ISSN 2451-2966


Arkadiusz Gruszczyński (ed.)Alina GałązkaGrzegorz LaszukTomasz Plata

How Komuna Otwock became Komuna// Warszawa: A Conversation with Alina Gałązka, Grzegorz Laszuk and Tomasz Plata

PARADISE NOW? RE//MIX LIVING THEATRE, by Komuna// Warszawa, premiere: 16.11.2013. Photographer: Magda Mosiewicz.

PARADISE NOW? RE//MIX LIVING THEATRE, by Komuna// Warszawa, premiere: 16.11.2013. Photographer: Magda Mosiewicz.

Read Abstract

A conversation between Alina Gałązka, Grzegorz Laszuk and Tomasza Plata, members of Komuna// Warszawa, one of the most interesting independent theatre companies in Poland, and creators of the most important interdisciplinary centre of performing arts, gathering young artists of the so-called post-theatre. The conversation focuses on their political attitude illustrated by the evolution of this group from an anarchist commune, operating in a small town in the field of political art, to a big-city alternative arts centre. The artists discuss the most significant curating projects which have enabled Komuna to enter the theatre mainstream and mark their place as an alternative production house functioning at the junction of theatre and performing arts. They also indicate difficulties related to the limitations of the theatre-funding system in Poland, which does not include such independent entities operating professionally, but without becoming a public-culture institution.

How Komuna Otwock became Komuna// Warszawa: A Conversation among Alina Gałązka, Grzegorz Laszuk and Tomasz Plata

Re// mixes

Alina Gałązka: The Komuna Otwock collective [predecessor of Komuna// Warszawa] disintegrated because the formula of the 'magic circle' depleted and because of internal quarrels. We wanted to keep the name and a certain history with our colleagues who didn't agree with the direction we wanted to take. There were many personal problems also.

Grzegorz Laszuk: We'd been residing in Praga [the district across the river from central Warsaw], we were thirty minutes in to a performance and suddenly someone calls from Otwock, that they can't find Lubelska Street [the performance venue]. We had to do something about it. We were also a bit tired with the 'ethos', so dissolving Komuna Otwock was a formal closure to a certain history. We needed to detach ourselves from ambitious goals set in 1989 and start doing something new. We were tired with the label of engaged anarchists and by the end of the 2000s we were done being them. We didn't believe that a performance shown in a dark room to sixty people could change anything. Because it can't – that's obvious, isn't it? It doesn't mean that today we don't have a critical rather than ideological attitude towards reality. We tend to focus on analysis of social relations or reflection on the 'essence of humanity' or 'social relations'.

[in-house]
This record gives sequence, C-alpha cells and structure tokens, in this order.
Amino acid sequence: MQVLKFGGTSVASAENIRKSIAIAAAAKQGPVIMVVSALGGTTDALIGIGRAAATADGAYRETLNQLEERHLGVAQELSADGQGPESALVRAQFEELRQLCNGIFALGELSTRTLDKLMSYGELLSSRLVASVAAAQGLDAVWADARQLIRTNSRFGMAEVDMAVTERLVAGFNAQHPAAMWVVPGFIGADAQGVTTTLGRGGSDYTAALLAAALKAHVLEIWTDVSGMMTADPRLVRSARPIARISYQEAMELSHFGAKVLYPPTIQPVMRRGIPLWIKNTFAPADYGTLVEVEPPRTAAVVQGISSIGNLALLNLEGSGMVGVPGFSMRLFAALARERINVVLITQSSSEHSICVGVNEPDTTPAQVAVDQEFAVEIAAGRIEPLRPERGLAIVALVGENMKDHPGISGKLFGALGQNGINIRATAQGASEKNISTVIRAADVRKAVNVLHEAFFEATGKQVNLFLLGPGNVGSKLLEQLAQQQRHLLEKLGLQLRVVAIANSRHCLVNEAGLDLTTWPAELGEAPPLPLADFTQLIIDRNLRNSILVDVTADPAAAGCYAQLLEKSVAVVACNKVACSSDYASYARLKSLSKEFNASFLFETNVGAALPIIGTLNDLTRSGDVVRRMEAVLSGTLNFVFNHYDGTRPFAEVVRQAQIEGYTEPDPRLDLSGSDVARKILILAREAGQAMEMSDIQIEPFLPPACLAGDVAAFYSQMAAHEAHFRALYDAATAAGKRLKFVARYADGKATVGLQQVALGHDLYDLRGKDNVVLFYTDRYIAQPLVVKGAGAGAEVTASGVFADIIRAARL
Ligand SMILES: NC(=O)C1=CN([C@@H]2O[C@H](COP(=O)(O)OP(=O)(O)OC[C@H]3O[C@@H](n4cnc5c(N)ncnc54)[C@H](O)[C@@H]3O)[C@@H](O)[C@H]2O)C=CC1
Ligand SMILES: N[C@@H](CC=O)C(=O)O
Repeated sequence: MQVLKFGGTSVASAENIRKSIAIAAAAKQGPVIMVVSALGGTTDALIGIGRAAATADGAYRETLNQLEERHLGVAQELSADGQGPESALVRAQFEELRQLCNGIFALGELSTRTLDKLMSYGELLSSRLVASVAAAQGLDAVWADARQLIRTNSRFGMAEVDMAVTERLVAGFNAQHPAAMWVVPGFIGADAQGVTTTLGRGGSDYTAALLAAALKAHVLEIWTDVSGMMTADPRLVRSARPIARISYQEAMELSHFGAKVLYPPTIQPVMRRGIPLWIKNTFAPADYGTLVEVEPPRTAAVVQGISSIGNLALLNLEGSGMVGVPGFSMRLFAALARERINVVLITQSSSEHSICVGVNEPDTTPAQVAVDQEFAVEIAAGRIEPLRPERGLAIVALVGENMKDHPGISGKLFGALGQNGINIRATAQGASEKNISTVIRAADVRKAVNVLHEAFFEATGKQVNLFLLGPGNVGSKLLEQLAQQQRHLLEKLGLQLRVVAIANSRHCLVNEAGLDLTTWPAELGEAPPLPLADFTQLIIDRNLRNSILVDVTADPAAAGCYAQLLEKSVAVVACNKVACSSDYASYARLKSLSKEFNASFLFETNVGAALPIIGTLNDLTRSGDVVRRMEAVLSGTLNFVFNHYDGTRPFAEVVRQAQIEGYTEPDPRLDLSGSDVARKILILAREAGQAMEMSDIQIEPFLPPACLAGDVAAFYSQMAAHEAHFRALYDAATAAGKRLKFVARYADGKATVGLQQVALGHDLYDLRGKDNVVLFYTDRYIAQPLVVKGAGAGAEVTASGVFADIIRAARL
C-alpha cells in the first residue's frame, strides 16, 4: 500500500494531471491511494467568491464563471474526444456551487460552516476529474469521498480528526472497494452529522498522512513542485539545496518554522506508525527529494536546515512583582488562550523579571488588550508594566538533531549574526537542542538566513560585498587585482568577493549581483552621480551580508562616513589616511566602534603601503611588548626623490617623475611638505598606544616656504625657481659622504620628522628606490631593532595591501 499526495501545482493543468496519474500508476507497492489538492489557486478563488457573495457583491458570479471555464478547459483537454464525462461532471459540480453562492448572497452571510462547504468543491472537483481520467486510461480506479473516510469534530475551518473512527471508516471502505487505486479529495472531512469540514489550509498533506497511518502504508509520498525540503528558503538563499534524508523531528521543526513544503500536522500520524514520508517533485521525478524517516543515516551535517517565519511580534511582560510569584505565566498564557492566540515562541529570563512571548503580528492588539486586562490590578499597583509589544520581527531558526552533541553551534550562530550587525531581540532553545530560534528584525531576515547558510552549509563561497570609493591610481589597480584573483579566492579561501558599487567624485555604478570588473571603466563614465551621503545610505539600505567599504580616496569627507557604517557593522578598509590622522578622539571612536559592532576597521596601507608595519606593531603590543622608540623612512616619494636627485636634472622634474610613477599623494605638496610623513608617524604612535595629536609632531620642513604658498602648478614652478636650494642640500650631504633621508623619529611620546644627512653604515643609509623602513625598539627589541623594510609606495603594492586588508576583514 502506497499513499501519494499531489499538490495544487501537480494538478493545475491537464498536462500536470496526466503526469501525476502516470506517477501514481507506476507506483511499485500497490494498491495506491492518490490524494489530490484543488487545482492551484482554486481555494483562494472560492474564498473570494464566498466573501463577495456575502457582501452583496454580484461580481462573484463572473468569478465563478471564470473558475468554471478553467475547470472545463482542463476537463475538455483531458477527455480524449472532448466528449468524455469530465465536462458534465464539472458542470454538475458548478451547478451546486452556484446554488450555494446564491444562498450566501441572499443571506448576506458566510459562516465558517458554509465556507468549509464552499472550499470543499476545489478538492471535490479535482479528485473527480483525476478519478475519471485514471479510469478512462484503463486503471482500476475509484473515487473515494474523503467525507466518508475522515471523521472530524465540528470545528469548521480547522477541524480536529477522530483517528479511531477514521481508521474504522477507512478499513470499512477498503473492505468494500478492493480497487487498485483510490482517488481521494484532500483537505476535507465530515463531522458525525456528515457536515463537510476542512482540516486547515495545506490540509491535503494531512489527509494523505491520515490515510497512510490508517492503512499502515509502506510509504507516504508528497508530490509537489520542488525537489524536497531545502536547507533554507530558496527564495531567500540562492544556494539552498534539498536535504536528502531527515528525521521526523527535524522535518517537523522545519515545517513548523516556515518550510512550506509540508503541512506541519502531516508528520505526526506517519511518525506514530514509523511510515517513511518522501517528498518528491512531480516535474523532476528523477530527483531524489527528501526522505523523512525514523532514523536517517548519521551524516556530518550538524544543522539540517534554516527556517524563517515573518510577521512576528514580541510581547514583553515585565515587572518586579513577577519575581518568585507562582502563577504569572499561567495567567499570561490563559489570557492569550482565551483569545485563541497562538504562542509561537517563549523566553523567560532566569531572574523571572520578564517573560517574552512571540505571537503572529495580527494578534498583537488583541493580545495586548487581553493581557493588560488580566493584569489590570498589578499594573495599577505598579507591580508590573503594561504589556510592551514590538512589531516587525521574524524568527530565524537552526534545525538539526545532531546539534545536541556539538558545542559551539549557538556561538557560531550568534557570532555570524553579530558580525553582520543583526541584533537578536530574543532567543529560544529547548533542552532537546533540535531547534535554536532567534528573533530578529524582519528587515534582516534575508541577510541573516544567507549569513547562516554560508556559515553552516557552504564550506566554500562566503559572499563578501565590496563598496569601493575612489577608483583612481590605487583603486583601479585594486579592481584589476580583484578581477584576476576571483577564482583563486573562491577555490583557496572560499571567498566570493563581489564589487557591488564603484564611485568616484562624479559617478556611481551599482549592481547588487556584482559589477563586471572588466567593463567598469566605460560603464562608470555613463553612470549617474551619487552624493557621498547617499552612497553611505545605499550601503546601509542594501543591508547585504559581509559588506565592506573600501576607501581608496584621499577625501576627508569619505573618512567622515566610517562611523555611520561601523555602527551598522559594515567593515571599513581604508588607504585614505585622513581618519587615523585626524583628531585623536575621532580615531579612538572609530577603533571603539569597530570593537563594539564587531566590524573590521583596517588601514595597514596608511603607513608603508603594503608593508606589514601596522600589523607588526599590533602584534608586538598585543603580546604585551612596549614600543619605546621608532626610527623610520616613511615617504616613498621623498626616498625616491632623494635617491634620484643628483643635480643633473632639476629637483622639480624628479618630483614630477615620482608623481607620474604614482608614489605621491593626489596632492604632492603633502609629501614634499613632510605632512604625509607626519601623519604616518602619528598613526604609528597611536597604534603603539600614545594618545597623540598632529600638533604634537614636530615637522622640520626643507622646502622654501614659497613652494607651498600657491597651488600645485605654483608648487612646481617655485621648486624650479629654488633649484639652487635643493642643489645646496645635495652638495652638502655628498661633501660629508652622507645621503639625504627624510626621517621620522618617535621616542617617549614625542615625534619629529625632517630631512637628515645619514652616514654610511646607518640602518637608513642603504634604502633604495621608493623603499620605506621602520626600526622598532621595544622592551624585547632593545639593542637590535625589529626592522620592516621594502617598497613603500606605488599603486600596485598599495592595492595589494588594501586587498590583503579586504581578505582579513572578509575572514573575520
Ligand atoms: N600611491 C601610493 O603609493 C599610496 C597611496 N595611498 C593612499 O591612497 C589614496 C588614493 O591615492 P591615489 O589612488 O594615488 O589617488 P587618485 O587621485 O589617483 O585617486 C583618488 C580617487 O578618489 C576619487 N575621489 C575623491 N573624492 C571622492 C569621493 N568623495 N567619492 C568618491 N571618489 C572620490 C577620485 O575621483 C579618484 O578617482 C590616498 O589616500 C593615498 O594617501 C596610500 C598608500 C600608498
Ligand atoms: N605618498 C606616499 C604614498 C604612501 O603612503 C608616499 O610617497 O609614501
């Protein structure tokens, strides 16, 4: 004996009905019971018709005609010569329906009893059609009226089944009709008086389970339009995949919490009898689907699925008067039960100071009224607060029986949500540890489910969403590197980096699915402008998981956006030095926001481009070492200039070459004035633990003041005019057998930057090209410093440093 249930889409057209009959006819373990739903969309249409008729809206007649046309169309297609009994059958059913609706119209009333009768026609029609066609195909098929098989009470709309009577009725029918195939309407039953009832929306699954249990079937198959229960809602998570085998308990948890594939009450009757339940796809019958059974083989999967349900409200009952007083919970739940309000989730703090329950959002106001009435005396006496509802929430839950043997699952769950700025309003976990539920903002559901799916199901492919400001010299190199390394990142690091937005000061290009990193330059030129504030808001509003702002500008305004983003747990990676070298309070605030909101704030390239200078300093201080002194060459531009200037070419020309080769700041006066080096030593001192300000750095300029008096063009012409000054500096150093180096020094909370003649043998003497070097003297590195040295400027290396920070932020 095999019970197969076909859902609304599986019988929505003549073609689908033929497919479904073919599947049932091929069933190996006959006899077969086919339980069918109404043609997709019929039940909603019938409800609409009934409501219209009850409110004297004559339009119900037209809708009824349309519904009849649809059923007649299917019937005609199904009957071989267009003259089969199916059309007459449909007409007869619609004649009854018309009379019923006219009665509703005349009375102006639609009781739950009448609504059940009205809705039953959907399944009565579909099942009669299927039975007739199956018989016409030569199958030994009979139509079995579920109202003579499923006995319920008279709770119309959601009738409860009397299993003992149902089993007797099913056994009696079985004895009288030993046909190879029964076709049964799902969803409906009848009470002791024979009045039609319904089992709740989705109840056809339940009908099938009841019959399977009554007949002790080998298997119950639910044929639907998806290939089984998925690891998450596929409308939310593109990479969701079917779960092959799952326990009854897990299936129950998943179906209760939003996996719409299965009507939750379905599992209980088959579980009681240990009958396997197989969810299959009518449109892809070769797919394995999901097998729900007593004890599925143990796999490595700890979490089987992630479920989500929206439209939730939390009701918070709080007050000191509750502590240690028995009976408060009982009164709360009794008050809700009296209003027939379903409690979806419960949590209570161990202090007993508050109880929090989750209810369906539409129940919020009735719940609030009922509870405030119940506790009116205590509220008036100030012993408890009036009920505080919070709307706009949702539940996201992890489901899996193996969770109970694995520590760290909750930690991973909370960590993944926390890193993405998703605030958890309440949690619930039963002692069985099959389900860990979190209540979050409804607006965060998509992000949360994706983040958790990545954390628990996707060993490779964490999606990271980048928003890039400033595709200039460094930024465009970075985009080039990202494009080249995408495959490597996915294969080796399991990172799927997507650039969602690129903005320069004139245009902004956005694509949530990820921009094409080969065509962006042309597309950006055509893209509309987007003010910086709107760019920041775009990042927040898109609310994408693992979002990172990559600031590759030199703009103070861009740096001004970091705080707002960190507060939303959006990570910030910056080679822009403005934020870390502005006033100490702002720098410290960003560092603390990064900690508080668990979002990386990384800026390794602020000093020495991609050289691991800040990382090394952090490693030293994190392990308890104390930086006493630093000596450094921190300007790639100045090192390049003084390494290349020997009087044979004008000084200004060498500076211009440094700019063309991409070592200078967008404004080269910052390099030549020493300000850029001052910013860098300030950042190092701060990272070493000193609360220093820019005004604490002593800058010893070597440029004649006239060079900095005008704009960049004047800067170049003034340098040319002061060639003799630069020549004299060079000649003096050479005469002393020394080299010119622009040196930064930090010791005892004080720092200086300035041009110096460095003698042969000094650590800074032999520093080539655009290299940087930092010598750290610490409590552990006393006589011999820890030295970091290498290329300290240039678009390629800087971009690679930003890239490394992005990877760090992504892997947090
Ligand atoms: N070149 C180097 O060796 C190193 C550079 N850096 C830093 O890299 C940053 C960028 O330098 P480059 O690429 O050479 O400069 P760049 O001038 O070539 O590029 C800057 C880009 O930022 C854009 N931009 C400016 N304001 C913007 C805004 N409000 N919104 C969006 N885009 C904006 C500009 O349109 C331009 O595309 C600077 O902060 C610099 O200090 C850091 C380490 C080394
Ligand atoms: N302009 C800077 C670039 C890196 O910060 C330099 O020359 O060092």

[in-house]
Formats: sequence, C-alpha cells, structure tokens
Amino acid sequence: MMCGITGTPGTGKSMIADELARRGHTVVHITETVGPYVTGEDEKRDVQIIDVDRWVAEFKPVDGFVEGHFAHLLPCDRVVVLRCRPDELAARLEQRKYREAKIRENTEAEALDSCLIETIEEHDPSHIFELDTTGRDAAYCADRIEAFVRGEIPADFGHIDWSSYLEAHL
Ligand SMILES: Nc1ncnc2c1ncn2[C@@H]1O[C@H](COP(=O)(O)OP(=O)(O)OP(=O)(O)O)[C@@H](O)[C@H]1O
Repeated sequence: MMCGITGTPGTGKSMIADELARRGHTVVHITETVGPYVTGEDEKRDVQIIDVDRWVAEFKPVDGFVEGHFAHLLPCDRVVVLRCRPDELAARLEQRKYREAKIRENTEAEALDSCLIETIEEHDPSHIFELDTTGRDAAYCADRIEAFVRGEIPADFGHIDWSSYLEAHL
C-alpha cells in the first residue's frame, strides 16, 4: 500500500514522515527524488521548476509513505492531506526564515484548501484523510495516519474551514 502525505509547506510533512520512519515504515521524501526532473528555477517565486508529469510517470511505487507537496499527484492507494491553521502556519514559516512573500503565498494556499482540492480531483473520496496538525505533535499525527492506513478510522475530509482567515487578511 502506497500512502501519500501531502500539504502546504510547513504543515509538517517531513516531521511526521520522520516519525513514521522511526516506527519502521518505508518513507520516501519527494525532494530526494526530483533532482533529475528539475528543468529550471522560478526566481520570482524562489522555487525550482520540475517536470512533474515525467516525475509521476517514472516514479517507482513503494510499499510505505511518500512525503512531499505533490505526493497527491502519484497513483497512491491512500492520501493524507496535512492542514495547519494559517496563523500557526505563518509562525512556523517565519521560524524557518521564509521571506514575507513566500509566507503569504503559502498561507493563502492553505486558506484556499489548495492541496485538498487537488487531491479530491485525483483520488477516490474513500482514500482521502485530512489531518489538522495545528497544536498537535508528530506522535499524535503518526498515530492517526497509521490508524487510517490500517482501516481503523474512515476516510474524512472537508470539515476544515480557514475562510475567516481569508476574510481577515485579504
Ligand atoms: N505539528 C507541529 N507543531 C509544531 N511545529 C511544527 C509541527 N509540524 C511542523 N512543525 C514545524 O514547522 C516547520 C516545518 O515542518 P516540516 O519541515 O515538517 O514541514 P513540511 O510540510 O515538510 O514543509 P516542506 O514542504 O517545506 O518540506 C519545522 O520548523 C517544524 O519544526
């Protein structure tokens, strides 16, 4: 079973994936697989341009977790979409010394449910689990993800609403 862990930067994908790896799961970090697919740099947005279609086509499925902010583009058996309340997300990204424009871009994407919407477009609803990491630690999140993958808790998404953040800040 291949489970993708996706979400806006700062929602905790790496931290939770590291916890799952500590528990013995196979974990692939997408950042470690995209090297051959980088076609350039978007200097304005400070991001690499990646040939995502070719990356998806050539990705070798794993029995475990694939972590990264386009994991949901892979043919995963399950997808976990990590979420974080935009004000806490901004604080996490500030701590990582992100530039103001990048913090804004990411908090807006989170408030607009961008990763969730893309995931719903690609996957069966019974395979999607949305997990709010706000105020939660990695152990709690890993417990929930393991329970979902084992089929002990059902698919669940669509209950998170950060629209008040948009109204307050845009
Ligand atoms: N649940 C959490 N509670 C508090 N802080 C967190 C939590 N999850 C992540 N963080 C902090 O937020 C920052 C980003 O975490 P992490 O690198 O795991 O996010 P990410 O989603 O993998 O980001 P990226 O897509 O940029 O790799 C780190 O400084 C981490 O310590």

The mid-2000s was a period of a political turn for theatre and visual arts. In fact, we could've floated in that 'political engagement', but preferred to manifest our belief that political art leads nowhere. We wanted to share our own failed experience of engaged and political art. That's why we created productions such as Dlaczego nie będzie rewolucji? [Why's There Not Going to Be a Revolution?].

By 2009, we had a cycle titled Co-2-tygodnie-show [Every-Other-Week-Show]. And every other week we'd produce a new small performance, which commented on current events: there was a reconstruction of events from March 1968 [anti-Semitic government actions in Poland and suppressed student March 1968...], the action Kościół+Państwo=Draństwo [Church + State = Vileness], Naród chuj [The Nation Is a Dick] for Independence Day, Sierkowski, kto Ty jesteś [Sierakowski, Who Are You], after meetings between Sławomir Sierakowski, a leader of the new Left, with Wojciech Olejniczak, chairman of SLD [the Democratic Left Alliance] and leader of post-Communist Left, were made public. The idea behind the cycle was great, but the pace and discipline, requiring constant invention of new action and organisation of meetings, were exhausting and it was increasingly difficult to create something interesting. Then, after a meeting with Tomasz, we decided to change the strategy and develop a community around Komuna.